Posted by: Mike Cornelius | November 24, 2013

Back From The Brink, The LPGA Can Thank Michael Whan

The LPGA wrapped up its 2013 season this weekend on Florida’s Gulf Coast. The CME Group Titleholders is the Tour’s season-ending limited field event, open to the top three finishers from each regular season tournament who have not already qualified. That standard produced a field of 68 golfers for this year’s event; and while the all of the top players in the women’s game were there, the unique qualifying criteria also resulted in a surprising entrant or two.

American Sandra Changkija is a second year Tour player who appeared headed back to the LPGA qualifying tournament when she arrived in Naples. A mostly forgettable season left her outside of the top 100 on the money list, the cutoff point for earning a playing card for next year. But in one of her few good starts Changkija scored a 9th place finish at the Safeway Classic in September, and with most of the women ahead of her already in the Titleholders’ field, she became the second qualifier from that tournament.

She appeared ready to make the most of her unlikely chance, and with just five holes to play Changkija was 7-under par, set to earn more than enough to put her safely into the top 100 for the year. That’s when she took a disastrous triple-bogey eight on the par-5 14th hole at Tiburon Golf Club. She steadied herself with three straight pars, but her approach on the difficult par-4 closing hole raced over the green. Needing to get up and down to remain at 4-under in what would eventually turn out to be a tie for 21st place, she calmly rolled her third shot up to within two feet of the cup, and then sank the par-saving putt. The $16,063 payday moved her into 100th place on the money list with $1,775 to spare.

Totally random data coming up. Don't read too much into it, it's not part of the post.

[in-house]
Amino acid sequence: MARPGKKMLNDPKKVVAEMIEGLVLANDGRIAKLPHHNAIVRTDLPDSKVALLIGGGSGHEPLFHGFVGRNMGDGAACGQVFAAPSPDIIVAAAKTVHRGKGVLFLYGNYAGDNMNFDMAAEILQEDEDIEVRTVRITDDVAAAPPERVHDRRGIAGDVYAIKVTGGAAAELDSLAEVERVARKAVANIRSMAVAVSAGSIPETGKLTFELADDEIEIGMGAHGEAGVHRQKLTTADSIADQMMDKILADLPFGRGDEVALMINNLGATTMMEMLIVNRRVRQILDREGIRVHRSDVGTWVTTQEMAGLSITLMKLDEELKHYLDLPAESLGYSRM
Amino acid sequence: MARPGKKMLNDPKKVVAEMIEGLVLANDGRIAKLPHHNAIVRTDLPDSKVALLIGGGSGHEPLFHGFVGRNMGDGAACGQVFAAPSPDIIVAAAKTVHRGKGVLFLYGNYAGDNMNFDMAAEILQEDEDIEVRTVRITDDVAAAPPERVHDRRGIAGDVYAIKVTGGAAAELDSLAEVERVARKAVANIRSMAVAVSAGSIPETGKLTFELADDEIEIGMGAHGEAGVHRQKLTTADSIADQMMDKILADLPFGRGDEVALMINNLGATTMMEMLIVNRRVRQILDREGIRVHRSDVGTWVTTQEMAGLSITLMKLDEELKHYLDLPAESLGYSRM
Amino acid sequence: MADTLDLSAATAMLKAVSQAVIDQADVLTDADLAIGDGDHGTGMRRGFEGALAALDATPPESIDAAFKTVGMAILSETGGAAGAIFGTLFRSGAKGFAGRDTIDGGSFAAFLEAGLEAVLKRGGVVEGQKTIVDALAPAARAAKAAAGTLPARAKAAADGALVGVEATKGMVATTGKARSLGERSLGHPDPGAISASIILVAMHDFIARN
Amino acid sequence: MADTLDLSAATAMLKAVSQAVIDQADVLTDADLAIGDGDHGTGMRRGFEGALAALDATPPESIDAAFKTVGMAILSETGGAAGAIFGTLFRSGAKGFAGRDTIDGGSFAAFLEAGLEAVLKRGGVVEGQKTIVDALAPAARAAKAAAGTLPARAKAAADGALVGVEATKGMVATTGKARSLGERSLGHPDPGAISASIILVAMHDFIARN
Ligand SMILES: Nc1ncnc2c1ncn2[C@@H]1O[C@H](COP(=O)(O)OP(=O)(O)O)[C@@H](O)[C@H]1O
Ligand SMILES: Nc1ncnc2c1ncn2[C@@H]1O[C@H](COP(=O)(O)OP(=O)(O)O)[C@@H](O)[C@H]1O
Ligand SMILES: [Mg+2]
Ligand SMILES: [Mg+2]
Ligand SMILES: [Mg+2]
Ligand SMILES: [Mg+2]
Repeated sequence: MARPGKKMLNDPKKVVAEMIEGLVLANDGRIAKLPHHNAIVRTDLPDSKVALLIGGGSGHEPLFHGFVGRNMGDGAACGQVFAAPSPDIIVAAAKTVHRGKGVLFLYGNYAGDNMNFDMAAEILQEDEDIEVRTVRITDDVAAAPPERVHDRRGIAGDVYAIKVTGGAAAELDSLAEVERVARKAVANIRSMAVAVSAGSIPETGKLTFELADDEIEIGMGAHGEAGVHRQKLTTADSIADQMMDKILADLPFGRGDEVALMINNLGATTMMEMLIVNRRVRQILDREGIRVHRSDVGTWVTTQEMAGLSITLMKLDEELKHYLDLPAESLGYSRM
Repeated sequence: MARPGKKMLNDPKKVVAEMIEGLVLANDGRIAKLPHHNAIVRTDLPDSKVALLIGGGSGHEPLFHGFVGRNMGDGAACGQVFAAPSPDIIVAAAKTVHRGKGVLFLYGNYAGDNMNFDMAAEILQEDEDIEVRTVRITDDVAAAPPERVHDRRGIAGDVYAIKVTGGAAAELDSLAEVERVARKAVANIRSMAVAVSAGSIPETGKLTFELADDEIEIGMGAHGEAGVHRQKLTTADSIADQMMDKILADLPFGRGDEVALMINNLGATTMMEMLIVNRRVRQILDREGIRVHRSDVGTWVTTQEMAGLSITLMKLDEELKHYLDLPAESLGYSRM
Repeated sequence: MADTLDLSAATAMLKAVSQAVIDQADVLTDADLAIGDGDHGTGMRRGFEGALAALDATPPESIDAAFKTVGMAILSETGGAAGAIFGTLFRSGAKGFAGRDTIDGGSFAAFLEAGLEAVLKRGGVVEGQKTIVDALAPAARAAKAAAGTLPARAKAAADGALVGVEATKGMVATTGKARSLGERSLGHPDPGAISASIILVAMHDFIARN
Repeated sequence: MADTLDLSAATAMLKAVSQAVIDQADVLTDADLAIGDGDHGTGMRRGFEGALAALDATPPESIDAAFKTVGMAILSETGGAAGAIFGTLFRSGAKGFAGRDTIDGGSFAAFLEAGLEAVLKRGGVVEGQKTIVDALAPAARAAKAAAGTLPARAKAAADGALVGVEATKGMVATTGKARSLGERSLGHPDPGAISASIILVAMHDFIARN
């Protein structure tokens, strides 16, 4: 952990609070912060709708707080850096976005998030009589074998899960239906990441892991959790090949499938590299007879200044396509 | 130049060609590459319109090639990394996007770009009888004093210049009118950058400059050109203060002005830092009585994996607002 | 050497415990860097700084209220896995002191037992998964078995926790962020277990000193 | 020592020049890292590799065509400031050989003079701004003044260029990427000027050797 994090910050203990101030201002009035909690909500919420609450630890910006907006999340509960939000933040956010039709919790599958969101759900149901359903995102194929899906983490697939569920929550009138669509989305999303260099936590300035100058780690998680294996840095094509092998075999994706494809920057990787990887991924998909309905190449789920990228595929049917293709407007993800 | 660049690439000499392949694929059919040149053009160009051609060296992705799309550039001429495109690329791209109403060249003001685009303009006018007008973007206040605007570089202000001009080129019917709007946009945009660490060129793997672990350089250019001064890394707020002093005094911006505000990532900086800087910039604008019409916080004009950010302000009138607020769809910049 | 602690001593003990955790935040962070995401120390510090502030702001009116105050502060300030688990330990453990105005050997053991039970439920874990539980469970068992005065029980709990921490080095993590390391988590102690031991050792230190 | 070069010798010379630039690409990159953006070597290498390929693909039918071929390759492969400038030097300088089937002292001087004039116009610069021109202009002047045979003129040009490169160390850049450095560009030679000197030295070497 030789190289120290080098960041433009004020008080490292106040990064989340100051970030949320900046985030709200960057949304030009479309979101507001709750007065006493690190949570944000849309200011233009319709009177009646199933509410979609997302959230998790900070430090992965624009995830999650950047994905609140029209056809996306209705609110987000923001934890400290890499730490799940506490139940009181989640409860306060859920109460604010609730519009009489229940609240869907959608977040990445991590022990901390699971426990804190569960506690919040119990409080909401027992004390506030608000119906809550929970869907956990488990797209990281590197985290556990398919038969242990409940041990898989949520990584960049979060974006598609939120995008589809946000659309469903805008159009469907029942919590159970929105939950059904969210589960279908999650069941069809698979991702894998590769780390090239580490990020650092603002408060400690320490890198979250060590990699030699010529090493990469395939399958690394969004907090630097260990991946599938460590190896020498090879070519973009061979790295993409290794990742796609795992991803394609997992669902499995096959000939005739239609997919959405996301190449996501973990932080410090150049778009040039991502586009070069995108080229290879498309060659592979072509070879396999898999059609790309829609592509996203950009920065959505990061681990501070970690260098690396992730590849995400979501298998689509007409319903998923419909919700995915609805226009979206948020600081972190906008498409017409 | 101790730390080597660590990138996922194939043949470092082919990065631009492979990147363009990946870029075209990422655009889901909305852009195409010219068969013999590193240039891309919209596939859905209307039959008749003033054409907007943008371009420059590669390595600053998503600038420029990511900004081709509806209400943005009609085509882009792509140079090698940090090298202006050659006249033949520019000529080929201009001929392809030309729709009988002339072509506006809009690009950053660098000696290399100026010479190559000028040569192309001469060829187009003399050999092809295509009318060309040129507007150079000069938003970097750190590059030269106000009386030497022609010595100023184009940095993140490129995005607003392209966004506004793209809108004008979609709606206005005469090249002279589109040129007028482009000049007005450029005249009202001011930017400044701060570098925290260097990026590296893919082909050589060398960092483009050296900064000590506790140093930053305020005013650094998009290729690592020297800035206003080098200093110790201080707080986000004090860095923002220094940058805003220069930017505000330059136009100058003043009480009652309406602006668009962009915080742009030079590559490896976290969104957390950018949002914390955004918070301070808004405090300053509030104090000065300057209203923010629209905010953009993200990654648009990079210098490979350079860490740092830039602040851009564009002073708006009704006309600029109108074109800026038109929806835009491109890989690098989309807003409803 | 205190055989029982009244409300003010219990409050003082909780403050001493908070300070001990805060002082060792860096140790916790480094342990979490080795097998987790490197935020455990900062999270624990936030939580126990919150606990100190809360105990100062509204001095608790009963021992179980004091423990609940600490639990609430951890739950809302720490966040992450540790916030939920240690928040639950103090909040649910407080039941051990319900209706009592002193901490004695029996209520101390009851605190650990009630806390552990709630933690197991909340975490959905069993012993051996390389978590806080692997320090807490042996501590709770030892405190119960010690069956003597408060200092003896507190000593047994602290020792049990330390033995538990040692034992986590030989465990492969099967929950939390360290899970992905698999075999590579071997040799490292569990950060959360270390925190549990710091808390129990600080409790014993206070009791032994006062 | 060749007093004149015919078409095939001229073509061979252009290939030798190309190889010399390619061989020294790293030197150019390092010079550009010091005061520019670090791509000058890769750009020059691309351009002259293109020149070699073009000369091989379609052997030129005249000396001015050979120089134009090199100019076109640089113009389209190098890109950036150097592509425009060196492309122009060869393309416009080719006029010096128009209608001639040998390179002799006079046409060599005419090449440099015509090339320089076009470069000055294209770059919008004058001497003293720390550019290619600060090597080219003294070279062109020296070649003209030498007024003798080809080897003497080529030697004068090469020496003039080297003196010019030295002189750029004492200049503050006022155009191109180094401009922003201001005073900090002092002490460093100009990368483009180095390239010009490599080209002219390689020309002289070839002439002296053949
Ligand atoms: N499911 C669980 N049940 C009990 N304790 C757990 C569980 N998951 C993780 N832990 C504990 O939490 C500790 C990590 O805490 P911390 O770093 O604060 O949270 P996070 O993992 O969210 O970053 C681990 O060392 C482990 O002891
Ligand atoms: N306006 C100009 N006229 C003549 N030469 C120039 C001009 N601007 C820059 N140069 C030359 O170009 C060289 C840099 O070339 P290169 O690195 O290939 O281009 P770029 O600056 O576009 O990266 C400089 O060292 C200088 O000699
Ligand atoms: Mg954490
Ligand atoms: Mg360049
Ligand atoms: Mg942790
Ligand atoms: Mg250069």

The top of the leaderboard was also not lacking for drama. China’s Shanshan Feng started the final round two strokes adrift of a trio of golfers, but charged quickly into the lead by notching four birdies in the first six holes. Feng then ran off a string of eight consecutive pars, but while she was running in neutral no one was able to make a move to catch her. The first player from China to join the LPGA Tour, Feng won a major title at the 2010 LPGA Championship, and then earlier this year triumphed at the inaugural edition of the Reignwood LPGA Classic, the first Tour event to be played in her home country.

A pair of late birdies moved Feng to 15-under, which in the end was enough for the win and the $700,000 winner’s check, the largest prize in women’s golf. But victory wasn’t certain until the final group had played the final hole. American Gerina Piller, one of the three co-leaders at the start of the day, climbed to 14-under with a birdie at the 17th hole, and then struck a beautiful iron shot from the right hand rough on the 18th, leaving a ten foot downhill putt to force a playoff. Piller’s putt stayed outside the hole, but the second place finish vaulted her up the money list.

The final leaderboard at the Titleholders was a perfect reflection of the global nature of the LPGA. Behind Feng from China and Piller from the U.S., the top five finishers included Thailand’s Pornanong Phatlum, Germany’s Sandra Gal, and Korea’s Inbee Park. That entirely appropriate leaderboard marked a strong finish to a strong year for the Tour. The five women’s majors were won by the top three women in the Rolex Rankings, with world #1 Park winning the first three, a feat last accomplished by Babe Zaharias in 1950. Third-ranked Stacy Lewis won the Women’s British Open with a thrilling charge over the final holes at the Old Course at St. Andrews, and world #2 Suzann Pettersen of Norway won the Evian Championship in its first year as a major. In doing so Pettersen held off 16-year old amateur Lydia Ko of New Zealand, who turned pro just before the Titleholders and who already has a pair of LPGA victories.